Child Support Enforcement in Maryland

Learn how child support is enforced and collected in Maryland.

By , J.D., University of Minnesota School of Law
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With many disputes about child support, one parent typically feels the amount set is too low and the other maintains it's too high. Sometimes, as a result of these disputes, child support falls by the wayside and children suffer the financial consequences.

This article will explain how child support orders are enforced in the State of Maryland. If you have any questions about child support enforcement after you read this article, you should contact a family law attorney for advice.

Child Support Overview

After a divorce or separation, both parents are expected to provide basic financial support for things like food, housing, and clothing. They're also responsible for medical expenses like health insurance premiums.

The parent who has physical custody (meaning, the parent who cares for the children more frequently) spends a greater percentage of time with the children. That parent pays for more of the children's needs simply because they're together more often. The other parent (called the "non-custodial parent"), spends less time with the children and has to make regularly scheduled child support payments to ensure that each parent is paying a fair share.

For purposes of this article, the parent who receives child support is known as the "receiving parent," while the parent who has to pay is called "the paying parent." In Maryland, child support orders are determined according to each parent's adjusted actual income and a mathematical formula known as the child support guidelines. Learn more about Child Support in Maryland.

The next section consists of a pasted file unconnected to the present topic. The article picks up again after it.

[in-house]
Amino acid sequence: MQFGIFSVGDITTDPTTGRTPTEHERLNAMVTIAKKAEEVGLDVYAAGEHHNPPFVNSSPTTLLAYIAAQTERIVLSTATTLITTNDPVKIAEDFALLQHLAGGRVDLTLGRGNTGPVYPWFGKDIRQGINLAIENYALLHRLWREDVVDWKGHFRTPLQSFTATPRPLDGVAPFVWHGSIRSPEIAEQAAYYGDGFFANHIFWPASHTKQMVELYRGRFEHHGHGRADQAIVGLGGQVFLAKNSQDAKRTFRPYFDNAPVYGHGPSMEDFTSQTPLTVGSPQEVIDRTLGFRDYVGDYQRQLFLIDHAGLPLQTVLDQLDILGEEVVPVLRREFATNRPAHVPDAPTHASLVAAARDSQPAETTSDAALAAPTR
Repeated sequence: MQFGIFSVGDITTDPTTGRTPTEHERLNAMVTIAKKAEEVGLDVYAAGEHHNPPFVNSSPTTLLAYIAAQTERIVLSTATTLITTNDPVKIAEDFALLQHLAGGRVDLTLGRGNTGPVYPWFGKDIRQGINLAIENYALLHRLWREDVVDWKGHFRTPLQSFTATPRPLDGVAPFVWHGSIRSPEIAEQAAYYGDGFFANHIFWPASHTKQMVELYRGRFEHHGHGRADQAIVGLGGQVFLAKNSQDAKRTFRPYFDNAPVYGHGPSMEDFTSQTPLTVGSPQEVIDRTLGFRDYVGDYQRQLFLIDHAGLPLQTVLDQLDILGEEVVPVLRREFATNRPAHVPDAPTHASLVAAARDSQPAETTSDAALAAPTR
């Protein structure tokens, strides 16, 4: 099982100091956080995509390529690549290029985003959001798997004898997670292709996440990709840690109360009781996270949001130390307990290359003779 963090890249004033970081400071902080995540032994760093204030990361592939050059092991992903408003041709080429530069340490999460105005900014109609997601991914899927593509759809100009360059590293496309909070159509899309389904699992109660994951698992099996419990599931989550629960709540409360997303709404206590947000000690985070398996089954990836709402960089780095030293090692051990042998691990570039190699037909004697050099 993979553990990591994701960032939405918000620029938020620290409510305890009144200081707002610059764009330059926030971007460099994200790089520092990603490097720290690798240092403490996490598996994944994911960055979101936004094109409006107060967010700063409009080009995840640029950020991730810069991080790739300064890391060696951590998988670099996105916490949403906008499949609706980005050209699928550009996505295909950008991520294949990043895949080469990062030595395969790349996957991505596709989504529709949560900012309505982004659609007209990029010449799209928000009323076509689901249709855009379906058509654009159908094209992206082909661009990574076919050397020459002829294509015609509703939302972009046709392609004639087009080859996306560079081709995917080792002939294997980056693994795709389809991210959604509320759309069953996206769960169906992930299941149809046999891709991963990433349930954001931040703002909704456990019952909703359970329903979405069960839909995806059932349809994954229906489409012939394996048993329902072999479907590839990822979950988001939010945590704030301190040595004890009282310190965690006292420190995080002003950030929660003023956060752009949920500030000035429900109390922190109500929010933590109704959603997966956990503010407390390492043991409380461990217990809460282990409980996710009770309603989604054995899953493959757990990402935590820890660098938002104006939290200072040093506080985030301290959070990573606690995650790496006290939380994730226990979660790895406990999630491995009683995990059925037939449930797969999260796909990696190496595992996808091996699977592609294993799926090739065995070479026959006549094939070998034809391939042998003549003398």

When a paying parent fails to make court-ordered child support payments on time, a receiving parent may need assistance enforcing and collecting payments. Some of the Maryland enforcement options are discussed below.

Enforcing Child Support

The Maryland Child Support Enforcement Administration (CSEA) enforces state and federal laws regarding child support. CSEA performs a number of critical child support functions. It uses an administrative (non-judicial) process to; establish paternity of children born to unmarried couples, establish and modify child and medical support obligations, and enforce child and medical support obligations.

CSEA also facilitates the EPiC financial program. Paying parents make their payments to CSEA, which distributes the funds through the EPiC (Electronic Payment Issuance Card) system. Only CSEA can add money to the EPiC card. The program has a couple of major benefits. First, paying parents and receiving parents no longer have to write checks or exchange payments with each other, thus avoiding a major opportunity for arguments. Second, the receiving parent's child support funds are placed directly on the card and are available to spend immediately, without having to be deposited into a bank account.

CSEA also has various enforcement tools it can use when paying parents aren't meeting their child support obligations. However, in urgent or complicated cases, parents might find it's in their best interest to locate a private lawyer or legal aid attorney who can go to court and argue to a judge on their behalf. In some circumstances, this can be more effective than waiting for CSEA to act.